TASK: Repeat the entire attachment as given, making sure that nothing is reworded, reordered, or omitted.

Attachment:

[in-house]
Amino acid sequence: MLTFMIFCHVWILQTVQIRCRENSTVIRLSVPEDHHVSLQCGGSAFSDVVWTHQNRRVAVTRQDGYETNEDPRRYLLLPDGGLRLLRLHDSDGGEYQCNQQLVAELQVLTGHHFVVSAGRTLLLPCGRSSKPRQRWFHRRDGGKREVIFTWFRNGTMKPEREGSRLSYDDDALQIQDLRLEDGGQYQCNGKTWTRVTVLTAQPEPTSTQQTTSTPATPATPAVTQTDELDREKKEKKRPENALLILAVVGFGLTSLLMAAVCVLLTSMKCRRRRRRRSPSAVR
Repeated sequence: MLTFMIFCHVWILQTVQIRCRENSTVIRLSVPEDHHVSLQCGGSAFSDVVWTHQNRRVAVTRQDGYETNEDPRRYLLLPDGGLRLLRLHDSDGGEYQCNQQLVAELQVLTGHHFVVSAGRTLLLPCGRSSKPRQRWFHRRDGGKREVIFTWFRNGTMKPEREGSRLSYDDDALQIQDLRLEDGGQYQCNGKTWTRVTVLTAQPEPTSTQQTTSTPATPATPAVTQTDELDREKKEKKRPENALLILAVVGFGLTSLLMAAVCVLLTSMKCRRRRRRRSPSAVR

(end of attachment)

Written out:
[in-house]
Amino acid sequence: MLTFMIFCHVWILQTVQIRCRENSTVIRLSVPEDHHVSLQCGGSAFSDVVWTHQNRRVAVTRQDGYETNEDPRRYLLLPDGGLRLLRLHDSDGGEYQCNQQLVAELQVLTGHHFVVSAGRTLLLPCGRSSKPRQRWFHRRDGGKREVIFTWFRNGTMKPEREGSRLSYDDDALQIQDLRLEDGGQYQCNGKTWTRVTVLTAQPEPTSTQQTTSTPATPATPAVTQTDELDREKKEKKRPENALLILAVVGFGLTSLLMAAVCVLLTSMKCRRRRRRRSPSAVR
Repeated sequence: MLTFMIFCHVWILQTVQIRCRENSTVIRLSVPEDHHVSLQCGGSAFSDVVWTHQNRRVAVTRQDGYETNEDPRRYLLLPDGGLRLLRLHDSDGGEYQCNQQLVAELQVLTGHHFVVSAGRTLLLPCGRSSKPRQRWFHRRDGGKREVIFTWFRNGTMKPEREGSRLSYDDDALQIQDLRLEDGGQYQCNGKTWTRVTVLTAQPEPTSTQQTTSTPATPATPAVTQTDELDREKKEKKRPENALLILAVVGFGLTSLLMAAVCVLLTSMKCRRRRRRRSPSAVR